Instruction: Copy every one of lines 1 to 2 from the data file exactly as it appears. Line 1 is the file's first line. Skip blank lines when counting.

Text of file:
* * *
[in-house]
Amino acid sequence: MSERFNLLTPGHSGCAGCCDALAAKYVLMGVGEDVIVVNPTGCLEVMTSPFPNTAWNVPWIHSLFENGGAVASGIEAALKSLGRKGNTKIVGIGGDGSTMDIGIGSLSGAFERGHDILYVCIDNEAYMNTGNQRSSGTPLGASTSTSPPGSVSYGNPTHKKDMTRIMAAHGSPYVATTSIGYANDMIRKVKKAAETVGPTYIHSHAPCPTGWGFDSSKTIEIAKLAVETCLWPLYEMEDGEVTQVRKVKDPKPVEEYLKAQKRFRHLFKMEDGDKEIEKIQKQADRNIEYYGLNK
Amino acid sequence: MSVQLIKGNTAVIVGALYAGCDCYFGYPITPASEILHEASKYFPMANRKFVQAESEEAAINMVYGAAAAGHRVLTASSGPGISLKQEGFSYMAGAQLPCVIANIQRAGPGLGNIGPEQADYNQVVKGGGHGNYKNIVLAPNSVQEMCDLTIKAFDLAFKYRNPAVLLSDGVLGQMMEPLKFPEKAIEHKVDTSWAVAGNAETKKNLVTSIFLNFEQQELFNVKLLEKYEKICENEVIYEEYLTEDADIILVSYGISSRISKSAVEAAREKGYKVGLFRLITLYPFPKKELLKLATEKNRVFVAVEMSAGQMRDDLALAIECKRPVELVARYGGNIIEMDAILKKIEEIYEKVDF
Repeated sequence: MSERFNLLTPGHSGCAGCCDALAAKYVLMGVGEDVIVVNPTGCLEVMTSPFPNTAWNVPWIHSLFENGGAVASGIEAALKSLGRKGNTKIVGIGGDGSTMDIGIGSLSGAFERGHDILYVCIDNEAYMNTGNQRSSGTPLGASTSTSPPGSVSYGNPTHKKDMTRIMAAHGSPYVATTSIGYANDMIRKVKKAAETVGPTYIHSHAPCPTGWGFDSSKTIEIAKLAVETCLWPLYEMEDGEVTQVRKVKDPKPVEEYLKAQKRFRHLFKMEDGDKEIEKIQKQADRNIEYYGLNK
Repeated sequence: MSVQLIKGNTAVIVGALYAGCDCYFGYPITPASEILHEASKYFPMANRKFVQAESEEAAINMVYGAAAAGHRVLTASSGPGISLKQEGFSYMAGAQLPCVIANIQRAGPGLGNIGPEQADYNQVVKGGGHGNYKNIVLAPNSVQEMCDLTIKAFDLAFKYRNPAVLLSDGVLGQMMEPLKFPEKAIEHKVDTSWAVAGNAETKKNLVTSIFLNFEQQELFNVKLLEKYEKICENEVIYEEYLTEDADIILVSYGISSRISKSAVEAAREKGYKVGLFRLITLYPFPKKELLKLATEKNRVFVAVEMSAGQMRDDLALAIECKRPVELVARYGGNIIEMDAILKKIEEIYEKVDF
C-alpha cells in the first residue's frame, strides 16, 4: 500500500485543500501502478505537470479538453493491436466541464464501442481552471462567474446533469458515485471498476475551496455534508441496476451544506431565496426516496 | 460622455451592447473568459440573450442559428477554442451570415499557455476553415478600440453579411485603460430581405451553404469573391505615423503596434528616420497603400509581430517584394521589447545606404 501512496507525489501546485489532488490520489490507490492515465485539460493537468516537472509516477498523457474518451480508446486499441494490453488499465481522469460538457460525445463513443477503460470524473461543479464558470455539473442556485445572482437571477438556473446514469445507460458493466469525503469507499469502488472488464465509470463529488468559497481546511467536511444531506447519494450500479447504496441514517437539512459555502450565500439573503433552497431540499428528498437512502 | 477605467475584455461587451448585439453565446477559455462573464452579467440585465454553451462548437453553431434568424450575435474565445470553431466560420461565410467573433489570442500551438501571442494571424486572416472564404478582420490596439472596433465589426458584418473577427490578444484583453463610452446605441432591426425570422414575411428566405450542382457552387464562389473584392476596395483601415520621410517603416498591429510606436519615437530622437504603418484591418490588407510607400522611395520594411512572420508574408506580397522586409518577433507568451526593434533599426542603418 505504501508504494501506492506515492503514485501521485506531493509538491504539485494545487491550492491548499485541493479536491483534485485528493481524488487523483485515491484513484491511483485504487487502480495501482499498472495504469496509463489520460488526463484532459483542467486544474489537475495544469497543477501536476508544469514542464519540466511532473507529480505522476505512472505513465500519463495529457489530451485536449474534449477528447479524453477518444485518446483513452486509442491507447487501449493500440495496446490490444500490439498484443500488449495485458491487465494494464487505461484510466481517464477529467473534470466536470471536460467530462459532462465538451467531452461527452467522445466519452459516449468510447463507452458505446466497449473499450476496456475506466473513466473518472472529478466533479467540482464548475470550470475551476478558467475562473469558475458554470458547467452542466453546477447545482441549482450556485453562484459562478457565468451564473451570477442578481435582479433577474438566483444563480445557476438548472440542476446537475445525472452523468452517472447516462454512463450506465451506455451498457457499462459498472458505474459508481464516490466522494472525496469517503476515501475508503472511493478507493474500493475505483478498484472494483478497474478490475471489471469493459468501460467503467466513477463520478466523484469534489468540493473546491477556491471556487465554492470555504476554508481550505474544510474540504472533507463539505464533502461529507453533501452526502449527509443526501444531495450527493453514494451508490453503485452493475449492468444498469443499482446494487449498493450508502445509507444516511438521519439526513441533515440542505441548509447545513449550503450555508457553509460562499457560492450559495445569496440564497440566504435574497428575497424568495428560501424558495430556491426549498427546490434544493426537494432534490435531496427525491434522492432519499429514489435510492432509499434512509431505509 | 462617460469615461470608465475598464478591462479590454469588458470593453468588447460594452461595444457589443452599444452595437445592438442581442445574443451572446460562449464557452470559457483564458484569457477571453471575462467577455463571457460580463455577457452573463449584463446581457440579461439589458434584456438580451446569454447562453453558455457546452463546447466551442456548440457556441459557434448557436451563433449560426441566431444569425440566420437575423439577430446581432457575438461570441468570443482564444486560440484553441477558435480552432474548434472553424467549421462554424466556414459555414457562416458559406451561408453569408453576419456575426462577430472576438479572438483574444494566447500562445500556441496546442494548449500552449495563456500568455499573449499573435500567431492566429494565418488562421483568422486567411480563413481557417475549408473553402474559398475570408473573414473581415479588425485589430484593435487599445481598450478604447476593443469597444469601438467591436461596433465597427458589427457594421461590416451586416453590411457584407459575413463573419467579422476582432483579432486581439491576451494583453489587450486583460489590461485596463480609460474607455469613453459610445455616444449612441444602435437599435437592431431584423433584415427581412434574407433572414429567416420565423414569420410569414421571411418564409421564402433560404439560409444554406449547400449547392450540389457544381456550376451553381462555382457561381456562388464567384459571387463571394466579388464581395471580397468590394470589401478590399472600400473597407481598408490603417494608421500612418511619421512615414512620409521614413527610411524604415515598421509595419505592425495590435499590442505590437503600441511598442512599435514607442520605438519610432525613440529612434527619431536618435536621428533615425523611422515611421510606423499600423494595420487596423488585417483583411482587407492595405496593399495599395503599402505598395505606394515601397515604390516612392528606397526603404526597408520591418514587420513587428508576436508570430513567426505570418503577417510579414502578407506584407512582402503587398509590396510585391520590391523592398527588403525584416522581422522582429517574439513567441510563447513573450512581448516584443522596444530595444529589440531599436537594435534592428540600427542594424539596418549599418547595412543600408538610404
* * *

[in-house]
Amino acid sequence: MSERFNLLTPGHSGCAGCCDALAAKYVLMGVGEDVIVVNPTGCLEVMTSPFPNTAWNVPWIHSLFENGGAVASGIEAALKSLGRKGNTKIVGIGGDGSTMDIGIGSLSGAFERGHDILYVCIDNEAYMNTGNQRSSGTPLGASTSTSPPGSVSYGNPTHKKDMTRIMAAHGSPYVATTSIGYANDMIRKVKKAAETVGPTYIHSHAPCPTGWGFDSSKTIEIAKLAVETCLWPLYEMEDGEVTQVRKVKDPKPVEEYLKAQKRFRHLFKMEDGDKEIEKIQKQADRNIEYYGLNK